7 July 2012

East Africa: EAC Firms Advised to Conform to International Standards

Products manufactured in the East African Community (EAC) must meet international standards if they are to be competitive on the global market, experts say.

Mark priestly, Trade Mark East Africa country Director for Rwanda, said that that if products manufactured from the EAC region meet minimum international standards they will be able to increase their competiveness on international market thus increasing regional exports.

"When the products are certified, their credibility increases and consumers will have trust in them," he told Business Times on phone yesterday.

Priestly says there is need to support local companies to improve on their competitiveness and meet standards if they are to export on strict markets like the ones in the European Union.

"Countries like Rwanda which are landlocked cannot compete on cost but can compete on quality and that needs meeting standards," he added

The EAC is in the process to harmonise standards.

About 5000 standards of the commonly traded goods in EAC were identified by Rwanda Bureau of Standards (RBS) for harmonisation. So far 1,500 have been harmonised.

"The trade deficit shouldn't be because goods are not meeting the international standards," DR Cyubahiro Bagabe, Director General Rwanda Bureau of Standards said.

He added that; "We expect the number of harmonised standards to increase and we are trying our best to ensure consumer safety."

Few products in the region boast international standards organisation (ISO) accreditation.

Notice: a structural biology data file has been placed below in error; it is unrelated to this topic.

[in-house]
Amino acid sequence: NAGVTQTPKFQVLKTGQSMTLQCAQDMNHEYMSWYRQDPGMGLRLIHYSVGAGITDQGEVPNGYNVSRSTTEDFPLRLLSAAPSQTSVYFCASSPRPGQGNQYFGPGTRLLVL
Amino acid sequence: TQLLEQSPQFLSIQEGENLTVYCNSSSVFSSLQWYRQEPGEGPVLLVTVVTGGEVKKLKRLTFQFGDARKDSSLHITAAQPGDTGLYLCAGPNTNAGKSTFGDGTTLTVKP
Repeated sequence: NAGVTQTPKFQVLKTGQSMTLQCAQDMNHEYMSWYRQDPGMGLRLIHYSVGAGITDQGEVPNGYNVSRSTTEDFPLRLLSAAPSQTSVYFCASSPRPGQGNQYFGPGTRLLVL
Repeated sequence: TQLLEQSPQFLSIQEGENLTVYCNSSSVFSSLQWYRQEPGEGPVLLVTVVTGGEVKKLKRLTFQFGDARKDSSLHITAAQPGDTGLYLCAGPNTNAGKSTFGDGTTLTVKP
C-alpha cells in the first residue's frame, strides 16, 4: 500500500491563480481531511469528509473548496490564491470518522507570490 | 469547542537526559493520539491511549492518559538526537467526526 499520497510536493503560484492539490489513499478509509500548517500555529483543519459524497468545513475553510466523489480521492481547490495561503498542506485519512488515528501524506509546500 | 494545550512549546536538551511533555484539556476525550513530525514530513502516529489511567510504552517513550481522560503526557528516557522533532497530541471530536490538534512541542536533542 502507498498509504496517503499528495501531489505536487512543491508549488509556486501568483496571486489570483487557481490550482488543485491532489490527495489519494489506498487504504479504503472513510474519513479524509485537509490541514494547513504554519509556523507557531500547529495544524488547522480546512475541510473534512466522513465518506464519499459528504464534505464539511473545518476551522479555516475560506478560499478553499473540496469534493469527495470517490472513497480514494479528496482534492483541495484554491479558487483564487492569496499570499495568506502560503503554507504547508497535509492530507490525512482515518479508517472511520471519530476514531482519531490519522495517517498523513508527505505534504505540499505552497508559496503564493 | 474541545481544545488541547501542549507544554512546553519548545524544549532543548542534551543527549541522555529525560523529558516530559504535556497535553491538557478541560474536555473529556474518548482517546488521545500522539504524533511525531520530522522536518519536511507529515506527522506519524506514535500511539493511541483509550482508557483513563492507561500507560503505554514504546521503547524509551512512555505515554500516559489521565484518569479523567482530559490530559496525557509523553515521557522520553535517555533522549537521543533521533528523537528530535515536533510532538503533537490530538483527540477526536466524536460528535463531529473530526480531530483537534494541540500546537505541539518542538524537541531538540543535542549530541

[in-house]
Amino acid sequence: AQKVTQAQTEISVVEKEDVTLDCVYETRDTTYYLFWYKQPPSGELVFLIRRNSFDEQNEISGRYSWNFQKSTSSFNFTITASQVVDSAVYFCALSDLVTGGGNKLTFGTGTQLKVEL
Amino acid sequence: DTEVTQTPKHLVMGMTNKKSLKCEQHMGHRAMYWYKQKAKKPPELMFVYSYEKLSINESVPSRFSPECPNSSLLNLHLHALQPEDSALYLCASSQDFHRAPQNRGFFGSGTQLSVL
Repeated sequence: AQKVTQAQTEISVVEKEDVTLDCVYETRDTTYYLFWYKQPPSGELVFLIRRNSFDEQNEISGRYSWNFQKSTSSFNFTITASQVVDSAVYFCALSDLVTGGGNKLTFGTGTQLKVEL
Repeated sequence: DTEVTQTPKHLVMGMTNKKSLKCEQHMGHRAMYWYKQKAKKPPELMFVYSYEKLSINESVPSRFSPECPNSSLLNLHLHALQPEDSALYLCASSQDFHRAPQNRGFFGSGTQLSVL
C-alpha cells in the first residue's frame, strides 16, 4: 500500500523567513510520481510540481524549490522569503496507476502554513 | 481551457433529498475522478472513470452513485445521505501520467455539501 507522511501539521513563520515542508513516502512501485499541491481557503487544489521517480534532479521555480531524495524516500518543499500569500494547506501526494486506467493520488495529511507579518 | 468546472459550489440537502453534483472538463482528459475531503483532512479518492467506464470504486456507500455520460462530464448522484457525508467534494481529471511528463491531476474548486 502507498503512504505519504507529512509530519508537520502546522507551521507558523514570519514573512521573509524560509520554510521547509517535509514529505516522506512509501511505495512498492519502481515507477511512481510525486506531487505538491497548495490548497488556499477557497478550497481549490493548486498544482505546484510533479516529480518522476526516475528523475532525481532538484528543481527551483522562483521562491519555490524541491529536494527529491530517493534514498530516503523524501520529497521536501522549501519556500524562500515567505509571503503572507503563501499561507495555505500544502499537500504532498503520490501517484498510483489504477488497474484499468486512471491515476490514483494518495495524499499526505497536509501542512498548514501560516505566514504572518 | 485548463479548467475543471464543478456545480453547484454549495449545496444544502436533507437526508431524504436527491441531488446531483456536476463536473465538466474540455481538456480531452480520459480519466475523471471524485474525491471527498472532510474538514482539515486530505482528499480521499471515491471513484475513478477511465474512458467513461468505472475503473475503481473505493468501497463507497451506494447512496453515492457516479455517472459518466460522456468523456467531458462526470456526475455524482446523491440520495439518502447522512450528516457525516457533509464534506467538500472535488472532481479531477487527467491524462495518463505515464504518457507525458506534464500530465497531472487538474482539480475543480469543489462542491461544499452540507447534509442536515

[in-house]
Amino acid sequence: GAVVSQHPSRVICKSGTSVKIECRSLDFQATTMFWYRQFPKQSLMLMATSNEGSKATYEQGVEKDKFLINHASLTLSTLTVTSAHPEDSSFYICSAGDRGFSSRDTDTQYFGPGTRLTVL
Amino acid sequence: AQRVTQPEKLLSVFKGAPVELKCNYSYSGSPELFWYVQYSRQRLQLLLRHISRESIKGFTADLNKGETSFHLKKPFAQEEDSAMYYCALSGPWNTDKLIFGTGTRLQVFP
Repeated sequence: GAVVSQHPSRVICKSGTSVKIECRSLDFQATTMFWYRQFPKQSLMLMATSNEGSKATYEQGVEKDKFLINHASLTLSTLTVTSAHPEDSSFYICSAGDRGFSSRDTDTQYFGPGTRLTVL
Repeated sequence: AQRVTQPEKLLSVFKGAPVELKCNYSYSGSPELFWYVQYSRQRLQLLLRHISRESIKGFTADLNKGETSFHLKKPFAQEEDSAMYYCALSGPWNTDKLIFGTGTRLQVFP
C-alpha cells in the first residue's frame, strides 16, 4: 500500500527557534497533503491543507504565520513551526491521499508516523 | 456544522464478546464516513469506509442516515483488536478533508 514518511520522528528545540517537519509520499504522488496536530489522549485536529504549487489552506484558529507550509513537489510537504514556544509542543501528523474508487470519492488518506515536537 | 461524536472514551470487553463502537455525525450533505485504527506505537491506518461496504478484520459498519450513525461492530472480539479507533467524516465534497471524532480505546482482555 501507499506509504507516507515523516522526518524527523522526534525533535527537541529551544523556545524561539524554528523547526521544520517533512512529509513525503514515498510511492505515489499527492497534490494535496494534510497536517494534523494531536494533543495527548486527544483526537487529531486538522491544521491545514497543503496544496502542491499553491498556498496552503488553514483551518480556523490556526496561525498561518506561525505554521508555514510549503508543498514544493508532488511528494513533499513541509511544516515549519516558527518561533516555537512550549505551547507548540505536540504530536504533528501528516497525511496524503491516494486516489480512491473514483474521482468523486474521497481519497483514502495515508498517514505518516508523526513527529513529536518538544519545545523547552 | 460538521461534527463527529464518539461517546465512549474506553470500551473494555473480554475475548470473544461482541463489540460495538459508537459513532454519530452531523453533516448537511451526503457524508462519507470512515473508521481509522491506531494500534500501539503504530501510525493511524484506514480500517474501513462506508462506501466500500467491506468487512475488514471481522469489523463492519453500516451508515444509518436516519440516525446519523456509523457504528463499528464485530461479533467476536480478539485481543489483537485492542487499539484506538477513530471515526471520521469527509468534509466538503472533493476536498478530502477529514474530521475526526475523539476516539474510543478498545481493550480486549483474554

"Despite their proven benefits, the uptake of ISO standards and specifically the use of ISO 9001, 14001, 22000 and 27001 standards in the EAC is very low compared to other world regions and even African countries like South Africa," the East African Business Council (EABC) said in a statement.

ISO introduces a preventive way of managing quality, focusing more on prevention of errors rather than the more traditional method of after-the fact detection and correction, which tends to increase costs and decrease productivity without adding any real value to the products.

The EABC (EABC), in collaboration with Physikalisch-Technische Bundesanstalt (PTB) and other stakeholders, is hosting a two day regional sensitisation Workshop on ISO Standards 9001/14001/22000/27001 and private standards.

The workshop which started yesterday will inform the Private Sector in EAC of the ISO 9001, 14001, 22000 (+private standards and 27001 and the processes of attaining certification for these standards and Showcase certification bodies operating regionally and globally.

"Adopting any of the ISO standards has very many benefits - from helping companies to better organise and synchronise their operations through documenting their processes, clearing out ambiguities and clearly defining duties and responsibilities among employees and departments,"

ISO is the world's largest developer of voluntary international standards for business, government and society. With a portfolio of over 18,300 as of September 2010.

"Private Standards and retailer requirements have a growing impact on the private sector in the EAC because they act as a barrier to enter international markets," the statement read

The council will sensitise the business community in the region on the benefits of ISO 9001, 14001, 22000 (+private standards) and 27001 certification and its impacts on the company bottom-line.

The standards provide practical solutions and achieve benefits for almost every sector of economic activity and technology.

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